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Hilal English

Rising Cities, Shrinking Spaces: Tackling Overpopulation and Urbanization in Pakistan

March 2024

Pakistan faces a significant urban housing deficit, particularly in cities like Karachi. High fertility rates, limited contraceptive use, and early marriages contribute to population-related issues, prompting government initiatives for a more sustainable future.


Pakistan is globally recognized as a country grappling with challenges in controlling its population growth. With an alarming growth rate of 2.4 percent per annum, resulting in the addition of 4 to 5 million children each year, this issue poses nothing less than an existential threat. Unfortunately, there is still no well-thought-out and cohesive population control program in sight. Between 1951 and 2017, Pakistan's population surged over sixfold, escalating from 33.7 million to 207.7 million. The country maintains a relatively high, albeit declining, growth rate, fueled by elevated birth rates and diminished death rates, with an average annual growth rate of +2.40 percent between 1998 and 2017.
In major cities such as Karachi, Lahore, Rawalpindi, and Faisalabad, a significant portion of the population resides in rented houses or apartments. According to a report by the State Bank of Pakistan (SBP), urban areas in major Pakistani cities are currently grappling with a shortfall of approximately 10 million houses compared to the actual demand. If current trends persist and policymakers fail to address population explosion and urbanization, it is projected that by 2035, only five major cities in Pakistan will contribute to 79 percent of the total housing shortage. Even with controlled population growth, the increasing demand for houses, particularly by nuclear families, will continue to strain the housing sector. The International Growth Centre (IGC) ranks Pakistan eighth among the top 10 countries holding 60 percent of the world's substandard houses.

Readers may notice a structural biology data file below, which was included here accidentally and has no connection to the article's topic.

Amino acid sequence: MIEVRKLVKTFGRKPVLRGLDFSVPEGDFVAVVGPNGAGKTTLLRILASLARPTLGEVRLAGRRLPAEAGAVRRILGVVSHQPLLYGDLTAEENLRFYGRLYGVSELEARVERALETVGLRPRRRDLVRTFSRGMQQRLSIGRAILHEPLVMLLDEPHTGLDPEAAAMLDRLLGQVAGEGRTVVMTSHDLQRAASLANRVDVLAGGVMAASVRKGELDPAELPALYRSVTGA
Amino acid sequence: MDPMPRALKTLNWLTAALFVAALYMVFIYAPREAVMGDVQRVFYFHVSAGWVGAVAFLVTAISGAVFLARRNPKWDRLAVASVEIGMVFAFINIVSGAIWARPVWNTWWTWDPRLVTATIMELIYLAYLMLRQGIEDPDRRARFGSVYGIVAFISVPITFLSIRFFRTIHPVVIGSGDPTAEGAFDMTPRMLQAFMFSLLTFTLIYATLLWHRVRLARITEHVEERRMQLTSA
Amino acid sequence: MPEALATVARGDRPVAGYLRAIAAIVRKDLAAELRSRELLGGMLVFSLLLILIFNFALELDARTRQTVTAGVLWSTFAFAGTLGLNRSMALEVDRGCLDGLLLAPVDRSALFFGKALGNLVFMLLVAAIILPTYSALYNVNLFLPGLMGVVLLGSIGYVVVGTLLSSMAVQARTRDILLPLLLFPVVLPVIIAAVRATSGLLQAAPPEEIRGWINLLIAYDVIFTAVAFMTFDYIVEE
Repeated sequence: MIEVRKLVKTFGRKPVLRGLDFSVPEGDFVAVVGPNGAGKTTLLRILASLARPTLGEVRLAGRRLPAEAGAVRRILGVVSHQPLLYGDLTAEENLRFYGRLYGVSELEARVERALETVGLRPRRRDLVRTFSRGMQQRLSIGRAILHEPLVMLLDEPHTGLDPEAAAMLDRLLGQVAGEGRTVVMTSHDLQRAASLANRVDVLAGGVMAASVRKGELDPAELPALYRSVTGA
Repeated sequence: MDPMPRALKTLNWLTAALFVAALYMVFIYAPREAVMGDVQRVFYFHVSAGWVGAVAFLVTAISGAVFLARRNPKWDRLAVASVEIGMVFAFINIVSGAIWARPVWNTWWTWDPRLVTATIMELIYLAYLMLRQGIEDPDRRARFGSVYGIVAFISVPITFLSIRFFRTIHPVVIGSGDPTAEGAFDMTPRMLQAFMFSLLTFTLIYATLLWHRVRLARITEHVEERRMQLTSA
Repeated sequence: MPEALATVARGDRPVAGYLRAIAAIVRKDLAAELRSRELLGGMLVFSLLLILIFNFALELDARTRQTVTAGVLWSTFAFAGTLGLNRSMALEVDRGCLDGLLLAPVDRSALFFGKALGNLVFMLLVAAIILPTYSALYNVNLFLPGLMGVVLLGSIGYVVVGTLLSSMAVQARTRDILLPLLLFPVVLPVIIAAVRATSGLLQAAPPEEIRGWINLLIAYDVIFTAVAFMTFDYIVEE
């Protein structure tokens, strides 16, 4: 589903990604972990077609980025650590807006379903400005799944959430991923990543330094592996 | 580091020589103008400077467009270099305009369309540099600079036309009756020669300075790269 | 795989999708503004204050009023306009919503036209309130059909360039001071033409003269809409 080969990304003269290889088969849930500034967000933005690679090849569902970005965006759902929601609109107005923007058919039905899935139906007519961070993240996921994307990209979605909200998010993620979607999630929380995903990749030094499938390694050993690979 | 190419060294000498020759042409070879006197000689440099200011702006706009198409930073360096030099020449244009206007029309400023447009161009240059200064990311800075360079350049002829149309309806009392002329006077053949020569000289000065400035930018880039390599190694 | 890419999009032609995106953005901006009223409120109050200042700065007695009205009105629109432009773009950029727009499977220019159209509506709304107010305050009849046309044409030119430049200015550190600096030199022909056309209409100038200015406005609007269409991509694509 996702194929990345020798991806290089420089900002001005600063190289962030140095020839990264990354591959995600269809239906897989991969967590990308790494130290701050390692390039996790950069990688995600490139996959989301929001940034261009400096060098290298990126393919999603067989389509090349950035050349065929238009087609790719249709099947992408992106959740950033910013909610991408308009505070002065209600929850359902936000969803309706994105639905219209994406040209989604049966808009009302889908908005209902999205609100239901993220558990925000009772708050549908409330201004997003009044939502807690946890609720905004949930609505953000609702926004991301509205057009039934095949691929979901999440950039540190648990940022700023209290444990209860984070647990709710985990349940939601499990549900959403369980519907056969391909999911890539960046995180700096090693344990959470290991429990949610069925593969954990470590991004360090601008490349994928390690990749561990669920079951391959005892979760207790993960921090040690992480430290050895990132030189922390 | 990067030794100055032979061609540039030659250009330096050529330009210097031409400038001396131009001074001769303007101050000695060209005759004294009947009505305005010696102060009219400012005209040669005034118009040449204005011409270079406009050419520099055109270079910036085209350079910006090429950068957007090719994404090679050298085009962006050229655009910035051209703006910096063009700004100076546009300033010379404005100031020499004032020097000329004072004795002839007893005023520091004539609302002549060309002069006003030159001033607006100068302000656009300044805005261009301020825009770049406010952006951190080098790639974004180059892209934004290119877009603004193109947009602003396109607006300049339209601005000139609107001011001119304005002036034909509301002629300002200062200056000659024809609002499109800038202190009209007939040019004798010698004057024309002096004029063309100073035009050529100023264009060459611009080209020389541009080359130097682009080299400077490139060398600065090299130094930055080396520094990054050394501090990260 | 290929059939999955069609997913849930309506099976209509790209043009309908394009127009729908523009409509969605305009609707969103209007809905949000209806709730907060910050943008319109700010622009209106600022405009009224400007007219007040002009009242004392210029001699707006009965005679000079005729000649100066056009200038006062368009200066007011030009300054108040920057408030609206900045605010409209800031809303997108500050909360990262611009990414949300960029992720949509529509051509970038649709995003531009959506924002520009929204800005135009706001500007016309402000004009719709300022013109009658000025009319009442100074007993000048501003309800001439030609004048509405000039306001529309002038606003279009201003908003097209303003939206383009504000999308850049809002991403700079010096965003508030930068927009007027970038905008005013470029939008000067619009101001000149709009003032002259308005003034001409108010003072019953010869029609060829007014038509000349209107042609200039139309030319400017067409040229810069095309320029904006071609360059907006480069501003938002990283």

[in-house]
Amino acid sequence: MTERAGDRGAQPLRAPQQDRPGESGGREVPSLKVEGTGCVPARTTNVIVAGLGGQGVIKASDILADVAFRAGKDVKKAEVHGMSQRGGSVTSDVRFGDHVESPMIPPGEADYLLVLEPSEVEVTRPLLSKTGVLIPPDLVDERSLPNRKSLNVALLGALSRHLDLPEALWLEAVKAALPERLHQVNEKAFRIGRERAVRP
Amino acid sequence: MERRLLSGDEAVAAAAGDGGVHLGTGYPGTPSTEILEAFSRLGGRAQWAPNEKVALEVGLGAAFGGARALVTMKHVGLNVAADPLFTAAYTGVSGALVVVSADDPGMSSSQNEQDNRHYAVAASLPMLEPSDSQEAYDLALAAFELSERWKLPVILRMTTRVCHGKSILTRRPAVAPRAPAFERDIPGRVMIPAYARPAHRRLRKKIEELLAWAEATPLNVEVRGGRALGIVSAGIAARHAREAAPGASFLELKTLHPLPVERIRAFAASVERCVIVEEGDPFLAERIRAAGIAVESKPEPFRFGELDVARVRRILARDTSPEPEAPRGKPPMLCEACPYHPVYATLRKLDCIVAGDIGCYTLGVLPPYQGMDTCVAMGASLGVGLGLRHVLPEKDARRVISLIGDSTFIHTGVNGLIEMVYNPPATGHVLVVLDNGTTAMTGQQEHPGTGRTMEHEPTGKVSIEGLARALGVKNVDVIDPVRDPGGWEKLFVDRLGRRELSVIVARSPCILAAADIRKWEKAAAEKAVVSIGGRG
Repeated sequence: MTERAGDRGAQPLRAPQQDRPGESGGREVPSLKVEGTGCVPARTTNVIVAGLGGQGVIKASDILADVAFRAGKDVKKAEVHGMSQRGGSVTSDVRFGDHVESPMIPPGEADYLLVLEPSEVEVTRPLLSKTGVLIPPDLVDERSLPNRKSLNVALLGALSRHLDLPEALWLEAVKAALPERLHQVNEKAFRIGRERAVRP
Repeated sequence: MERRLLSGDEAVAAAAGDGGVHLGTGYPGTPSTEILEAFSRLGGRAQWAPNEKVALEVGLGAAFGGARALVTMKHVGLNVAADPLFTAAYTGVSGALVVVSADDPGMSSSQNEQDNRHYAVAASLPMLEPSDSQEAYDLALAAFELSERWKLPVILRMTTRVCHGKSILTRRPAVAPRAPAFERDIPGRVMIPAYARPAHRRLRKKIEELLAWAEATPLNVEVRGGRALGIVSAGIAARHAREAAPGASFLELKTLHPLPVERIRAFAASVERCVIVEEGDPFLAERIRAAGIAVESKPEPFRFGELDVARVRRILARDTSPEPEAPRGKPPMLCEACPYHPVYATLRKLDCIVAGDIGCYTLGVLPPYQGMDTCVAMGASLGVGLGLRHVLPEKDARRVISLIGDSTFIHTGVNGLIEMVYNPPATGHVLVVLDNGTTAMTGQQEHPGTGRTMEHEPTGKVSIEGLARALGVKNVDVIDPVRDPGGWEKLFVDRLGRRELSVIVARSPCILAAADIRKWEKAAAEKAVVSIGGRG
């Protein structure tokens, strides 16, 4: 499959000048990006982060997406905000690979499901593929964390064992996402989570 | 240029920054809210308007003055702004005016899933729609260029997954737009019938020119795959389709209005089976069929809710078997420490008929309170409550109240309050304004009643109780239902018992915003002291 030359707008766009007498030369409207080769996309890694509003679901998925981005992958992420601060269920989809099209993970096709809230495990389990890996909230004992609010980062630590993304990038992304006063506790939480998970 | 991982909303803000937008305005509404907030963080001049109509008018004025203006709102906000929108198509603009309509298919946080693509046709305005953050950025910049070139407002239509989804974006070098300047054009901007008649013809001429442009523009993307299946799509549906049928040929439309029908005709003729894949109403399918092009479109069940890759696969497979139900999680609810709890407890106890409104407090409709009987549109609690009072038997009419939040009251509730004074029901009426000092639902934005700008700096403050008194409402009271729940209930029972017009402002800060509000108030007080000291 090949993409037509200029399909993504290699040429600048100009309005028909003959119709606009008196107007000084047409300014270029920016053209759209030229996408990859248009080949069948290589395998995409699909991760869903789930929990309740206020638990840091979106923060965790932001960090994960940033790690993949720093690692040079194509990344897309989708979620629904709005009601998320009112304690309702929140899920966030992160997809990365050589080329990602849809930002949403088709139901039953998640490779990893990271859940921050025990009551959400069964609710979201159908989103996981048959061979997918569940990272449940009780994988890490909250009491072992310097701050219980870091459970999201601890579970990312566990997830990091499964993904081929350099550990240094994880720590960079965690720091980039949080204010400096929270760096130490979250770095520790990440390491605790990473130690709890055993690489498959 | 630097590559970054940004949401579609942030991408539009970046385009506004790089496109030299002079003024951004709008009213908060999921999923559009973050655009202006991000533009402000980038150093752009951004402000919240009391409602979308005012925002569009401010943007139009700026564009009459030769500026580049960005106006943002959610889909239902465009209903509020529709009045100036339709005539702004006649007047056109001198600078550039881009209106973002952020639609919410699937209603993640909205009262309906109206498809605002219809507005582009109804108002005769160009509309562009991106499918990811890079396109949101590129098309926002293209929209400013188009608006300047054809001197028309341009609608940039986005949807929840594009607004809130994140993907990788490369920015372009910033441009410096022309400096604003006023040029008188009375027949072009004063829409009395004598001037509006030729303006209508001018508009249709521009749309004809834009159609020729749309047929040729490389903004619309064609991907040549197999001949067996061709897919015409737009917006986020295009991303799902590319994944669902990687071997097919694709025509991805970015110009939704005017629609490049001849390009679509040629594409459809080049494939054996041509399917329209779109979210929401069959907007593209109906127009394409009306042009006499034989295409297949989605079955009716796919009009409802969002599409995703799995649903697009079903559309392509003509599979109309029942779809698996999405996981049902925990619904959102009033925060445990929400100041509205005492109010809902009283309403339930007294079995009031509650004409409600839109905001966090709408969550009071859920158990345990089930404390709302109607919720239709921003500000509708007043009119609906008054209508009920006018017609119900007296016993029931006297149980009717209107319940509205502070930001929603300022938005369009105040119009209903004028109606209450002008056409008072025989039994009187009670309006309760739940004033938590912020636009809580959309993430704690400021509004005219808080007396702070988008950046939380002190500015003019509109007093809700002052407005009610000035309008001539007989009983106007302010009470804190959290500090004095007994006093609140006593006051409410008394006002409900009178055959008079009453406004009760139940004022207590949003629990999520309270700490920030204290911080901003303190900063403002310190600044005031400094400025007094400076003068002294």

With urbanization comes a demand for an efficient mass transit system, particularly in Karachi, the largest city in Pakistan. Despite the high demand, Karachi faces a lack of adequate public transport facilities, posing a significant challenge to urban development. Poor healthcare facilities, pollution, and inadequate sanitation in impoverished urban areas contribute to malnutrition and child mortality, exacerbating the urbanization challenges. The absence of educational and health infrastructure in smaller cities leads to migration towards larger cities, straining service delivery as the urban population expands. The demographic history of Pakistan, from the ancient Indus Valley Civilization to the present, reflects the settlement of diverse cultures and ethnic groups from Eurasia and the Middle East in the region.
While Urdu serves as Pakistan's lingua franca, the country boasts a linguistic diversity with estimates of spoken languages ranging from 75 to 85. In 2017, the three predominant ethnolinguistic groups were Punjabis (38.8 percent of the population), Pashtuns (18.2 percent), and Sindhis (14.6 percent).1 Pakistan is believed to host the world's fourth-largest refugee population, with an estimated 1.4 million refugees as of mid-2021, according to the United Nations High Commissioner for Refugees (UNHCR).


According to a report by the State Bank of Pakistan (SBP), urban areas in major Pakistani cities are currently grappling with a shortfall of approximately 10 million houses compared to the actual demand. If current trends persist and policymakers fail to address population explosion and urbanization, it is projected that by 2035, only five major cities in Pakistan will contribute to 79 percent of the total housing shortage.